For even more great picnic snack ideas, check out our SuperEmployee Elizabeth’s article on Abe’s Market!

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Super Strawberries

Are you looking for a refreshing summer snack that pairs perfectly with breakfast, lunch or even dessert?  Strawberries are one of our favorite summer foods that we love to incorporate into snacks and with so many health benefits, what isn’t to love?  Strawberries are best eaten when their pinkish-red color is most vibrant.  This bright red color of strawberries is perfect to brighten up the aesthetic display of any meal, so get create and see what you can create! If you are looking for a strawberry that has a greater intensity of flavor, choose a smaller variety because larger ones tend to have greater water content and therefore the flavor of the fruit is diluted.  It was also found that these berries are best eaten within the first 2 days of being picked because they have a major loss of vitamin C and antioxidants; to receive the highest amounts of these vitamins and minerals be sure to buy fresh local produce.  Another tip for keeping your strawberries fresh in the refrigerator is to place them in a cold storage bin or drawer to help boost the humidity in the space and reduce the cold air circulation around the produce. Strawberries have many antioxidants, which we know helps decrease the aging of cells, and also the polyphenols in strawberries play a major role in helping regulate blood sugar response, therefore shown to be a low glycemic index food.  As strawberries are now in season, pick some up at the farmers market and enjoy these flavorful berries! Strawberry fish Strawberry butterfly Stawberry Breakfast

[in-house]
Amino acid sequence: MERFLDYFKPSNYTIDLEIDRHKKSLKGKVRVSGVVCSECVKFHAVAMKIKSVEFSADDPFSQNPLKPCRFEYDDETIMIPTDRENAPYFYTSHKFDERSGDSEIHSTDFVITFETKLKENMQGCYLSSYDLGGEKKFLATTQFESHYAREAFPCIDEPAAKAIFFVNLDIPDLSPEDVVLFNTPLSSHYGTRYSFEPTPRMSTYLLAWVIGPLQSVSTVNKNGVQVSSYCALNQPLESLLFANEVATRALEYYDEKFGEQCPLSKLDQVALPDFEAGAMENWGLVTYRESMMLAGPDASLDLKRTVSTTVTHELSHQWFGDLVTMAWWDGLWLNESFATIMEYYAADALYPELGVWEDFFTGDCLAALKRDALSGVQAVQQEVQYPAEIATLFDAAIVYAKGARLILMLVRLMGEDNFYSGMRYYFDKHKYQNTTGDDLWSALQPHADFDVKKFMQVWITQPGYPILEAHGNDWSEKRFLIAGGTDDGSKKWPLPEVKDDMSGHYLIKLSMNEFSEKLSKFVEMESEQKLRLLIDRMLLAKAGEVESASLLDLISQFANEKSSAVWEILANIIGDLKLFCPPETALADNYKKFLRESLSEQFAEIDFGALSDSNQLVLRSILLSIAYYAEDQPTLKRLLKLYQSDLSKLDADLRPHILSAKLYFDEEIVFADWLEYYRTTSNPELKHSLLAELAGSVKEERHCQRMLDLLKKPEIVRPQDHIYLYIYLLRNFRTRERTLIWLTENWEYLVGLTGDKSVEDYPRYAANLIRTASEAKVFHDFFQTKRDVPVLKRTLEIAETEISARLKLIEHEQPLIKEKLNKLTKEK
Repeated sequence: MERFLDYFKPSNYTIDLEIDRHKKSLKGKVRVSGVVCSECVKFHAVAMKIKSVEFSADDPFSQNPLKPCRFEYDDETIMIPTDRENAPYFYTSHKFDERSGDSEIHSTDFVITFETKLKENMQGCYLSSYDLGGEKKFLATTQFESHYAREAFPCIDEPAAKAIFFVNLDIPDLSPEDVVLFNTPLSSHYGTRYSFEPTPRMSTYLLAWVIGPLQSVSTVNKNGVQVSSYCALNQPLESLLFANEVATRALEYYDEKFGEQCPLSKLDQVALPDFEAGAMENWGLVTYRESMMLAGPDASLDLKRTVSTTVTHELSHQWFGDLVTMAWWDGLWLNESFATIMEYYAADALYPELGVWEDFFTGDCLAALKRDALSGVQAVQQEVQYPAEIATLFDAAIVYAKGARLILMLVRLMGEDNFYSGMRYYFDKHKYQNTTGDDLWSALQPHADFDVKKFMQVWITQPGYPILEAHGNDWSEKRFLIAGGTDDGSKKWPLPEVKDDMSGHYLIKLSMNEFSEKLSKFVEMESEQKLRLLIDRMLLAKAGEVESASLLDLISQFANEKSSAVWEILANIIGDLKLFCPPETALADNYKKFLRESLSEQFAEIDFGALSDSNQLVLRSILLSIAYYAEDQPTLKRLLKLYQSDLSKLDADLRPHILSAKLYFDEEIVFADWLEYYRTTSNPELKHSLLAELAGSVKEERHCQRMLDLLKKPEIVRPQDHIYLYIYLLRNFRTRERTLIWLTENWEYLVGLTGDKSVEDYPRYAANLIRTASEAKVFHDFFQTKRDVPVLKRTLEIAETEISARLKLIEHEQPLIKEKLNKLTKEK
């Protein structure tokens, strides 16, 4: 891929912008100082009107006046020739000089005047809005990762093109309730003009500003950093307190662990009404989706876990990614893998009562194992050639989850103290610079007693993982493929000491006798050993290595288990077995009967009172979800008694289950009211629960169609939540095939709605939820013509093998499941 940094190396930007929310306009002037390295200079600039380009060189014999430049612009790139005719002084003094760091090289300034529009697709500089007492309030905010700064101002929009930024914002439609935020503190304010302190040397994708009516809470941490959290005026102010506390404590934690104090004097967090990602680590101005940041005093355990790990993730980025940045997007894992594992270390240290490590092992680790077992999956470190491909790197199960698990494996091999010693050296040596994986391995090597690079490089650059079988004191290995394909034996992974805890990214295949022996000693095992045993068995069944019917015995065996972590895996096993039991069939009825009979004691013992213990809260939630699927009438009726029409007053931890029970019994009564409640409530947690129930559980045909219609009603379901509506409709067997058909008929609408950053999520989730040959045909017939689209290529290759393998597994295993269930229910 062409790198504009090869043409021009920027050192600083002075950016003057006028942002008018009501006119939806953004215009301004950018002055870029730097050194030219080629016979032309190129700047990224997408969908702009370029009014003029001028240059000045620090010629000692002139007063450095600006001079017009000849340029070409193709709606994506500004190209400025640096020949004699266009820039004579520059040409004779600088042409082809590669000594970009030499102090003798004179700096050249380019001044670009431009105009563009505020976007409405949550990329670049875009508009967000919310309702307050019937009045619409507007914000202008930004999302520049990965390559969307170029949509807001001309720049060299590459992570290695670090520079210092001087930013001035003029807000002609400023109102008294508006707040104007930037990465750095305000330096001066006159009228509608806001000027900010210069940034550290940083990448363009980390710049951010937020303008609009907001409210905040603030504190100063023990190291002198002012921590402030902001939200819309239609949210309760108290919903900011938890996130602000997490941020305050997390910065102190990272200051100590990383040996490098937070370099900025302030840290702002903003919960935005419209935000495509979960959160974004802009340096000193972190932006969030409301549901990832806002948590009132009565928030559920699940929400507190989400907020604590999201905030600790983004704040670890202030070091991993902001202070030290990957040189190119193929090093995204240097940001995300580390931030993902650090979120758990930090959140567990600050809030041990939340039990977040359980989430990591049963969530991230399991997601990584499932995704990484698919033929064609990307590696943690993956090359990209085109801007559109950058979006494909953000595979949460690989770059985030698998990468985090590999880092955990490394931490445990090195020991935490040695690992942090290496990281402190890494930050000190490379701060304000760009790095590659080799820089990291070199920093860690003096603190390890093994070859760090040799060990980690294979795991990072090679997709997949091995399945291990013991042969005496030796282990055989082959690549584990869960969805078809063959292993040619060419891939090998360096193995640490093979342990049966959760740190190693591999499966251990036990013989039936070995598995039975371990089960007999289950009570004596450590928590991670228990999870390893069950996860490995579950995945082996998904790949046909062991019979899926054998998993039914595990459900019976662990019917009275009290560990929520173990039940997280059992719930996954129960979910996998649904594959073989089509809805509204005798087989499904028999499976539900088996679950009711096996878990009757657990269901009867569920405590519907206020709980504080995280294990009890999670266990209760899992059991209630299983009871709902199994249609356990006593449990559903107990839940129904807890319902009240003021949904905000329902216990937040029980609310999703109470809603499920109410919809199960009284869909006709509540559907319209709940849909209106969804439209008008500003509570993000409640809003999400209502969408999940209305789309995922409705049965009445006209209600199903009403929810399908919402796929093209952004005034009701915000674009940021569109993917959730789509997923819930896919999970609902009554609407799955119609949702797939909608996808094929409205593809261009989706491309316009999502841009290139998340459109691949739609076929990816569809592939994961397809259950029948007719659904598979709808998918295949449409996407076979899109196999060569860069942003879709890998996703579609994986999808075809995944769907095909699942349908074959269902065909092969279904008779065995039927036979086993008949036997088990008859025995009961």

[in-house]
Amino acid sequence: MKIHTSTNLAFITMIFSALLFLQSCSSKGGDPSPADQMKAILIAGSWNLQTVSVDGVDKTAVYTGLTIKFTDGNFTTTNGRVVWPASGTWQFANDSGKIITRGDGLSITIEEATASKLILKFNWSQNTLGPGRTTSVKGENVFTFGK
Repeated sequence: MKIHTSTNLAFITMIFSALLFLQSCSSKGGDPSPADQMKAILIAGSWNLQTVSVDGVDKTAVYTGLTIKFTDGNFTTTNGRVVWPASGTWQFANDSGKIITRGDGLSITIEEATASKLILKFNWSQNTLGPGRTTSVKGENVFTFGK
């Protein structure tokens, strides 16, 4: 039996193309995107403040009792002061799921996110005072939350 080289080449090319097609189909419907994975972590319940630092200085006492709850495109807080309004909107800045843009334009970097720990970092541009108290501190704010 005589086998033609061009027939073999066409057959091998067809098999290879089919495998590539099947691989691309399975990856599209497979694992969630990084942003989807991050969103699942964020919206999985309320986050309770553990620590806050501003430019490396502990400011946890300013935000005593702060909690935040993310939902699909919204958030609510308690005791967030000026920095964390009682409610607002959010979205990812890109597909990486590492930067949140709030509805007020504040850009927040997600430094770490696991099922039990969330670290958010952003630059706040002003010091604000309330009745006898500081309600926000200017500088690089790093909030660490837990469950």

Strawberry flowers

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MEGAN MONDAY: Get The Lead Out


Megan Monday articles are written by Megan Kalocinski, a Certified Nutrition and Health Coach.

As summer beats on and most of you are enjoying warm, sunny days outside at the pool, in the yard, or at the beach, you probably aren’t thinking about things like lead, mercury, and other things that pose as toxins to us, especially our developing children. However, it’s times like this when we can be exposed to a greater amount of things that can attribute to something we never may have considered to be an issue. In fact, many parents are unaware of the potential that their children (and themselves!) can be walking around with toxic levels of heavy metals in their bodies. Left untreated, this can manifest into numerous health concerns that one would definitely want to avoid. I am going to dedicate the next few weeks covering numerous things that we should be aware of – for our children and ourselves – to protect our health and longevity.